The next hour the three of them ordered a bunch of plates and shared them and had a hoot. They told jfood about some great places to eat and they took there son home some sirloin.

                                          1. re: jfood

                                            Bacon IS the gateway meat, heheheh.

                                            Personally... I hope that when my time comes (to parent a <gulp> teenager) I will be respectful enough to let them make the decision, but also insist on proper nutrition because there are plenty of teens (well, and adults, but that's their own lookout!) - carnivores, vegans, and everything in btwn - who just don't know enough to get a balanced diet.

                                            I don't need to push my agenda on my kid, although I certainly hope he absrobs enough btwn now and then to choose ethically-raised and sustainably harvested tofu-franken-faux-whatever-the-hells. :p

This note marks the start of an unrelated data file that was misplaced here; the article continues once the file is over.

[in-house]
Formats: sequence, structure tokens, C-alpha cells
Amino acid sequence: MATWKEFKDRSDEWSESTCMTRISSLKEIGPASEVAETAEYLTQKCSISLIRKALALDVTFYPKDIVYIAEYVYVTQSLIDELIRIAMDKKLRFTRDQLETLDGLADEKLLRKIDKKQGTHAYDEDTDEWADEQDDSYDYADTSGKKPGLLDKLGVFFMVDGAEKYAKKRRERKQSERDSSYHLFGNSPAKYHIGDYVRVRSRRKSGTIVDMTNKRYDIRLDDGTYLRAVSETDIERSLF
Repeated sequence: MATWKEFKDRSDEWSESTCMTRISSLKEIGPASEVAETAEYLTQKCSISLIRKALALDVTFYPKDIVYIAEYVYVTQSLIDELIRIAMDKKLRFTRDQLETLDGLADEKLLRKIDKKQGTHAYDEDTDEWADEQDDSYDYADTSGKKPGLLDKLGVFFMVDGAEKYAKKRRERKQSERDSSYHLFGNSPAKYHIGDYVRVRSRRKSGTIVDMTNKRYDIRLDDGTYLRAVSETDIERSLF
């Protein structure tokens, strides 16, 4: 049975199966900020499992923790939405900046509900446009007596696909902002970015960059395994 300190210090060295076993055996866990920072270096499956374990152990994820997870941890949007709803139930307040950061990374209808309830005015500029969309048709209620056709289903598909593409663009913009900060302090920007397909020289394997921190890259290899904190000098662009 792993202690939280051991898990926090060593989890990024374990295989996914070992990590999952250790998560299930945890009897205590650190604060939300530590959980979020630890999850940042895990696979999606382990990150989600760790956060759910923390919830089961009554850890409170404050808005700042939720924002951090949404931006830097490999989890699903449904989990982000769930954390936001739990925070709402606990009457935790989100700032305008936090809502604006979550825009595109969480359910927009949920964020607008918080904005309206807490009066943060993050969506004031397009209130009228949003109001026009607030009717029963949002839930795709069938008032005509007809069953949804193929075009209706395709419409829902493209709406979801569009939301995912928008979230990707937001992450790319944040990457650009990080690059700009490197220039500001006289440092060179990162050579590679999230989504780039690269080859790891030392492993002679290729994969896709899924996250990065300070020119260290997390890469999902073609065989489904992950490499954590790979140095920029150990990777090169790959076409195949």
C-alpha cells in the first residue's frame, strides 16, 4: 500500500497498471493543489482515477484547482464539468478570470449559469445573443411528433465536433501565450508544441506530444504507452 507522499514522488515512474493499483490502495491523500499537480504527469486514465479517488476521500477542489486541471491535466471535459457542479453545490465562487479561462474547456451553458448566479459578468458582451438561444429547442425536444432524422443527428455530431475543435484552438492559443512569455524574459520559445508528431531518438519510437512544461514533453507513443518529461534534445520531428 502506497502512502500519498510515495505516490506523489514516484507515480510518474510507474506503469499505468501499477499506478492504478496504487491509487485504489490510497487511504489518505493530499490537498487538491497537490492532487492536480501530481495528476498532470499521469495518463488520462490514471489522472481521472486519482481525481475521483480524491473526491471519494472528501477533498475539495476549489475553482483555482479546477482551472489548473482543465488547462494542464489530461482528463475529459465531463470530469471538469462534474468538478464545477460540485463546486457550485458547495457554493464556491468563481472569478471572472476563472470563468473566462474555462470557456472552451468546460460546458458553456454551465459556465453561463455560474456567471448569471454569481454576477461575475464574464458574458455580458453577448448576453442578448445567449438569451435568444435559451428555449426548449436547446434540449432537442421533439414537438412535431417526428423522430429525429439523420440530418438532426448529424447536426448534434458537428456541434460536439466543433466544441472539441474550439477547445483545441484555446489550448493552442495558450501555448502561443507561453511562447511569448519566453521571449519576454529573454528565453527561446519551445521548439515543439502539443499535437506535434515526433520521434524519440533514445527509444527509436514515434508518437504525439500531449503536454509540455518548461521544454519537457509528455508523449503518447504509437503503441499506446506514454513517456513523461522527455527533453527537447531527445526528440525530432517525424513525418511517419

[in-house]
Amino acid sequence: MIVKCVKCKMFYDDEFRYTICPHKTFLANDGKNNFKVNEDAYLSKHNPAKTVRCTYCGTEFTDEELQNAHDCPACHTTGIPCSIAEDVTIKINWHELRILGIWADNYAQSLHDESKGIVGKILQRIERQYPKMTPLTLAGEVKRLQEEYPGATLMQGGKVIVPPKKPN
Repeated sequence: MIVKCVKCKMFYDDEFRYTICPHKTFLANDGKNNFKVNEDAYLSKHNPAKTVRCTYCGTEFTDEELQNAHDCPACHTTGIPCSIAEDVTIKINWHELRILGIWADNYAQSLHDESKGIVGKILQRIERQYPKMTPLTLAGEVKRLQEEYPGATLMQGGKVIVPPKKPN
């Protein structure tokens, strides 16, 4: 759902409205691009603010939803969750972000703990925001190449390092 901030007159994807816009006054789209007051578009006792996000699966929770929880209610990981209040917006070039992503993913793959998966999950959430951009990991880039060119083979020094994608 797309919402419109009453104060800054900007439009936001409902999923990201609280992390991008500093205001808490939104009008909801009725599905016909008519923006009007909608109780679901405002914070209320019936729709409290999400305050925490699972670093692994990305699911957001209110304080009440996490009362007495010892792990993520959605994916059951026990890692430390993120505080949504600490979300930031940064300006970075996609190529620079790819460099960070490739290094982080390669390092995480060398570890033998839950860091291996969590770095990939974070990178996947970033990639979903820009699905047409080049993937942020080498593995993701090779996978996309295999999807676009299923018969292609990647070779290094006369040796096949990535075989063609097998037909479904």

1. re: jfood

                                              As a vegetarian of more than a decade, I have no problem with what this man did (though I'm not a fan of his attitude). It's up to the kid to stand by his decision.

                                              What I can't stand is well-meaning relatives who sneak meat into vegetarians' food "for their own good."

                                              1. re: piccola

                                                sneak meat is wrong for sure. gotta man-up on both sides

                                                1. re: piccola

                                                  It's the labels and attitudes I can't stand, on all sides. I very rarely eat meat, mostly because I'd rather eat lots of cheese and drink gallons of beer and still be somewhat healthy - plus I don't much care for meat, can't afford it, don't know how to cook it, and would like to depend less on animal foods in general...but I don't label myself "A VEGETARIAN" or anything like it, don't preach 'meat is murder', etc. Being a sanctimonious ass about food, whatever type of food, is disrespectful to the food and to the consumer. Honestly I don't know why some people are so interested in what I eat, what I don't eat, and why! And why they're so scandalized when I satisfy my occasional KFC craving.

                                                  1. re: Kinnexa